On this page, you’ll find ways to explore the impact of your deposits at some of the biggest American and global banks.
We’ve sourced this data from two sources: the Wall Street Journal and an incredible annual report called “Banking on Climate Chaos.” If you want to know more about the money pipeline’s specific quantitative impact, this is the place to go. However, it’s a long report, so here you’ll find some distilled charts and tables you can use to consider what your money is up to at the big banks.
First, a list of the US banks in our data. Then, details of the categories of fossil fuel extraction considered here. For more complete explanations and fossil fuel financing information, visit Banking On Climate Chaos.
The US Banks represented below are: Bank of America, Citi, Goldman Sachs, JPMorgan Chase, Morgan Stanley, PNC, US BanCorp, and Wells Fargo.
LNG (Liquid Natural Gas)
Tar Sands Oil Fields
Total Fossil Fuel Financing
For computer users: enter your bank and your deposit amount to get a sense of the $ amount of your deposits currently funding fossil fuels.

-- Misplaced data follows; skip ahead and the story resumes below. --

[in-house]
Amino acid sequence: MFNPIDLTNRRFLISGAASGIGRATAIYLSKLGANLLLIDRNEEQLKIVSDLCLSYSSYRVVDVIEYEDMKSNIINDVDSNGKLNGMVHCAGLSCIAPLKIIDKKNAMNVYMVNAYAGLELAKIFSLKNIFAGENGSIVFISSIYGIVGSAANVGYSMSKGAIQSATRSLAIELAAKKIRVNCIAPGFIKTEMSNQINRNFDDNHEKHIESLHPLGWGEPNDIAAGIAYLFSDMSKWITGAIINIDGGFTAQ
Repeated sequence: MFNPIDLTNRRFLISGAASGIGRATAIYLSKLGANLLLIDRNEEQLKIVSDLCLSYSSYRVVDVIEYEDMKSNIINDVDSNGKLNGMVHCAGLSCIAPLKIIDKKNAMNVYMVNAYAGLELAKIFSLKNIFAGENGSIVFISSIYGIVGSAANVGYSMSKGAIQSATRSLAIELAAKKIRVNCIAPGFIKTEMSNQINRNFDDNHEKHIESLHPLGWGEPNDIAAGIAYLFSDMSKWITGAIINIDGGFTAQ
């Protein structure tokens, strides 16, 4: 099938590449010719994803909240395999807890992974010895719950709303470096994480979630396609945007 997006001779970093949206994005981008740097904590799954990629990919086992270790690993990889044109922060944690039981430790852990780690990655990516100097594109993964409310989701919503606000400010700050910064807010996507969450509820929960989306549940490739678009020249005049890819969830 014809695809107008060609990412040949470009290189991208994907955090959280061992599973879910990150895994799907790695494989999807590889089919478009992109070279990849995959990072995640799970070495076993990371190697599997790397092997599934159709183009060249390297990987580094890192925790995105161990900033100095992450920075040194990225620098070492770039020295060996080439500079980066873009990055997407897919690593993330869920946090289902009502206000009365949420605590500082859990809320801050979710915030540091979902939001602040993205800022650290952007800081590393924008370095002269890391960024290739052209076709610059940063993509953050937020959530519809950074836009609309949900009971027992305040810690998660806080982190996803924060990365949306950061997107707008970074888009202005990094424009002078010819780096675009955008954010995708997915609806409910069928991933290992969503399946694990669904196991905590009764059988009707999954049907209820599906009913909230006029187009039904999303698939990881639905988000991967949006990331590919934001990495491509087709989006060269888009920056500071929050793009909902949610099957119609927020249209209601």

Data for bank investments comes from Banking on Climate Chaos, an annual report compiled by the Rainforest Action Network. It encompasses 60 of the worlds biggest banks by asset size, and over 3000 of the worlds biggest fossil fuel companies. It measures financing to fossil fuel companies for fossil fuel projects. This includes loans and underwriting activity scaled to the amount of fossil fuel activity the relevant companies engage in. More information on the methodology of the report and the full report can be found here.
As explained above, the data used to compile “your impact” should be taken with the understanding that it does not encompass all possible fossil fuel investments your deposits may be used for. Critically, it only includes financing activity (loans and underwriting) and [3000?] of the world’s biggest fossil fuel companies. This excludes, thus, other forms of investments and smaller fossil fuel companies or companies engaged in activity to support those fossil fuel companies (like banks). This tool also computes “your impact” by multiplying your deposit amount by the percent of total financing devoted to fossil fuels for your selected category.
Because most banks put the largest share of deposit money into financing activity, the number above can be legitimately used to assess “your impact,” but it must be understood within the context of the data’s gaps.